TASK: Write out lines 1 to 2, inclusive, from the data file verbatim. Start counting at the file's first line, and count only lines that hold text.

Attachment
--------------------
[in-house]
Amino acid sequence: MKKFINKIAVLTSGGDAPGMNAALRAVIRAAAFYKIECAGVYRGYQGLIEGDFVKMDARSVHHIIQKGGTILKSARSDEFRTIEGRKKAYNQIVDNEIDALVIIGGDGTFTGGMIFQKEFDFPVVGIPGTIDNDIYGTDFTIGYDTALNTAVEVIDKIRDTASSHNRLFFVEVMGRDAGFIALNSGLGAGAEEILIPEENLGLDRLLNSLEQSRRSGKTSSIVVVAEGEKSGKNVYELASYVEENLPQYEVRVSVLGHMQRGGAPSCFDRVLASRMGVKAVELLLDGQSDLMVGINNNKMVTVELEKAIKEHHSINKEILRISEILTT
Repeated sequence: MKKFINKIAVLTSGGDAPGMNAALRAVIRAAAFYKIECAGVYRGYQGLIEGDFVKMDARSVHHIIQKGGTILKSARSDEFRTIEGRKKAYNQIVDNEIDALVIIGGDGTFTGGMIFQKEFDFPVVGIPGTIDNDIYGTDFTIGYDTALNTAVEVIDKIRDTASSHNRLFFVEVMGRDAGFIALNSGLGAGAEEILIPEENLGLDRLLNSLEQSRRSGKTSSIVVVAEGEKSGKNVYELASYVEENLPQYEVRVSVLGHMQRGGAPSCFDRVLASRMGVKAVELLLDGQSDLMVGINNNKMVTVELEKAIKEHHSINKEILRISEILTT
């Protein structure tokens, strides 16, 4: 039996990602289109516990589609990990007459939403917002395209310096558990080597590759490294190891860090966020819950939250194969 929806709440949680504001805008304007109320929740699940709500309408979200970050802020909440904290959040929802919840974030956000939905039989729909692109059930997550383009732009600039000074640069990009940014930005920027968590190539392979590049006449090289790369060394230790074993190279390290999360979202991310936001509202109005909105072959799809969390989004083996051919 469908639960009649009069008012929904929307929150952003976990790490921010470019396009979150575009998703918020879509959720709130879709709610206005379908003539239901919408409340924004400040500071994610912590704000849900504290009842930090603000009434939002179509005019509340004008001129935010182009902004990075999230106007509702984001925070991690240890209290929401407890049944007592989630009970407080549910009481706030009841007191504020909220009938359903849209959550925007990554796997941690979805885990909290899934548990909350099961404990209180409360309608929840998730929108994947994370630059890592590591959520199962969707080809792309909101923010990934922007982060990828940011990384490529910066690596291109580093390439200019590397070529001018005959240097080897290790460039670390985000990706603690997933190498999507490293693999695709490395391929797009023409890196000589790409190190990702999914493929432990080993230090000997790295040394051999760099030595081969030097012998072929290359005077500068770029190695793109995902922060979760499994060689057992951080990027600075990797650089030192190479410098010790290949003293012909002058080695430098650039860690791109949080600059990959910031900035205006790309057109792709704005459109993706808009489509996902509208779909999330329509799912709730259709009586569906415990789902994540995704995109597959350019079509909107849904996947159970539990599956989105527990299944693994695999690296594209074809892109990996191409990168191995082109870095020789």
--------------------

[in-house]
Amino acid sequence: MKKFINKIAVLTSGGDAPGMNAALRAVIRAAAFYKIECAGVYRGYQGLIEGDFVKMDARSVHHIIQKGGTILKSARSDEFRTIEGRKKAYNQIVDNEIDALVIIGGDGTFTGGMIFQKEFDFPVVGIPGTIDNDIYGTDFTIGYDTALNTAVEVIDKIRDTASSHNRLFFVEVMGRDAGFIALNSGLGAGAEEILIPEENLGLDRLLNSLEQSRRSGKTSSIVVVAEGEKSGKNVYELASYVEENLPQYEVRVSVLGHMQRGGAPSCFDRVLASRMGVKAVELLLDGQSDLMVGINNNKMVTVELEKAIKEHHSINKEILRISEILTT